How to Use Curves to Find Highlights and Shadows in Adobe Photoshop CS6

Without Adobe Photoshop CS6, you’d spend a fair amount of time trying to locate the lightest and darkest parts of an image. Fortunately, you can cheat in Photoshop by using some features in the Curves panel. Here’s how to access the panel:

  1. With an image worthy of adjustment — one that isn’t perfect already — choose Window→Layer (if the Layers panel isn’t already open).

  2. Click and hold the Create New Fill or Adjustment Layer button at the bottom of the Layers panel and select Curves.

    The Adjustments panel appears with the Curves panel active.

    image0.jpg

Notice the grayed-out histogram behind the image in the Curves panel. The histogram helps you determine where you need to adjust the image’s curve.

If working with RGB confuses you, simply select Curves Display Options from the panel menu in the upper-right corner of the Adjustments panel. When the Curves Display Options dialog box appears, select the Pigment/Ink % radio button and click OK.

image1.jpg

Note that in the Curves panel, you see a Preset drop-down list that offers quick fixes using standard curves for certain corrections. These settings are great for quick fixes, but for the best image, create a custom curve.

The first thing you need to do in the Curves panel is determine the lightest and darkest parts of the image — referred to as locating the highlight and shadow:

  1. Before starting the correction, click the Set Black Point eyedropper once.

  2. Hold down the Alt (Windows) or Option (Mac) key and click the Shadow input slider.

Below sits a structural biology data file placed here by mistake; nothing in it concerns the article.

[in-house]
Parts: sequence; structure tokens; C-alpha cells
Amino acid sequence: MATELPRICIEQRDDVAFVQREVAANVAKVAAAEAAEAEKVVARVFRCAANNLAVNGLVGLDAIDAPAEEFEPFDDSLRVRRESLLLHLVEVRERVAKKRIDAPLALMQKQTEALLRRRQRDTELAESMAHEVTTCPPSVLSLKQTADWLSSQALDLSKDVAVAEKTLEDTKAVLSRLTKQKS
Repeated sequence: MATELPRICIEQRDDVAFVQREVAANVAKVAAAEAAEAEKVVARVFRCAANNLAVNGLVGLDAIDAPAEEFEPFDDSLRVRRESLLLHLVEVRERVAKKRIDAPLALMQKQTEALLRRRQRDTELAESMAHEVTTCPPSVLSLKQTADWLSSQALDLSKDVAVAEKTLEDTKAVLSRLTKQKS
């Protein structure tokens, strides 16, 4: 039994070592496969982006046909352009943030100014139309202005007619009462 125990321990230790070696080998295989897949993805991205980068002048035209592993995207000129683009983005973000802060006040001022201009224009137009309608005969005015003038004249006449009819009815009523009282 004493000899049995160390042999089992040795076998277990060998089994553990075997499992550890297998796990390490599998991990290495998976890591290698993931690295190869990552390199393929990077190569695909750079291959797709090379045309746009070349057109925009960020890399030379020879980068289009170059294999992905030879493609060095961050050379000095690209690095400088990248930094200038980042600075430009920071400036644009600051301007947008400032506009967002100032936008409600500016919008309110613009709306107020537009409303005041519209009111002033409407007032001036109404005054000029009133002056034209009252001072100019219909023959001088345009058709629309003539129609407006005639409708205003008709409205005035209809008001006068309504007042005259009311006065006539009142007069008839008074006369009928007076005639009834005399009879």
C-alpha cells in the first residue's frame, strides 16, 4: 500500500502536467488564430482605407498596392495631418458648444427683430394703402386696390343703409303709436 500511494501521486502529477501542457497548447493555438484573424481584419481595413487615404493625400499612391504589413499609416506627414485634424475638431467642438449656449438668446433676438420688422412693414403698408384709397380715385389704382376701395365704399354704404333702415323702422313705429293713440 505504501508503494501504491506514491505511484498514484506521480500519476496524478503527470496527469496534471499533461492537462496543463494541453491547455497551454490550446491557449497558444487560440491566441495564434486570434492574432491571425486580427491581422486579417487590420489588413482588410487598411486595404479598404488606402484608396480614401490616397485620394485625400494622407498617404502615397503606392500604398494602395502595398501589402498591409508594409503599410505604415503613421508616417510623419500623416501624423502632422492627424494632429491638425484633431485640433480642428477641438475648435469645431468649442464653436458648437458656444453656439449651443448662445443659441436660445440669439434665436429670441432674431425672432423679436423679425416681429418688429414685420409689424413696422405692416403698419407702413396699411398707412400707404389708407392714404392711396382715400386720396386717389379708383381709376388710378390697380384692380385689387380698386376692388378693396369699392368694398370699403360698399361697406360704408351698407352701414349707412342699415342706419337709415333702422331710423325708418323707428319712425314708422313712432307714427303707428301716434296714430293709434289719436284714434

If you did not change your Curve Display Options to display Pigment/Ink %, your highlight and shadow sliders will be opposite of what appears here.

    image2.jpg

    When you Alt-click (Windows) or Option-click (Mac), the clipping preview turns on, revealing the darkest area of the image.

    If you don’t immediately see a dark area in the clipping preview, you can drag the shadow input slider to the left while holding down the Alt key or Option key. Note where the darkest area of the image appears.

  3. Hold down the Shift key and click directly on the image in that dark region.

    This step drops a color sampler on the image that helps you reference that point later.

  4. Repeat Steps 1 through 3 with the Highlight input slider. Select the Set White Point eyedropper in the Curves panel.

  5. Hold down the Alt key or Option key and click the highlight input slider.

    Again, you can drag the slider toward the right if the lightest point doesn’t immediately show up.

    When you locate the lightest point, as indicated by the lightest point in the clipping preview, you can Shift-click to drop a second color sampler.

    image3.jpg
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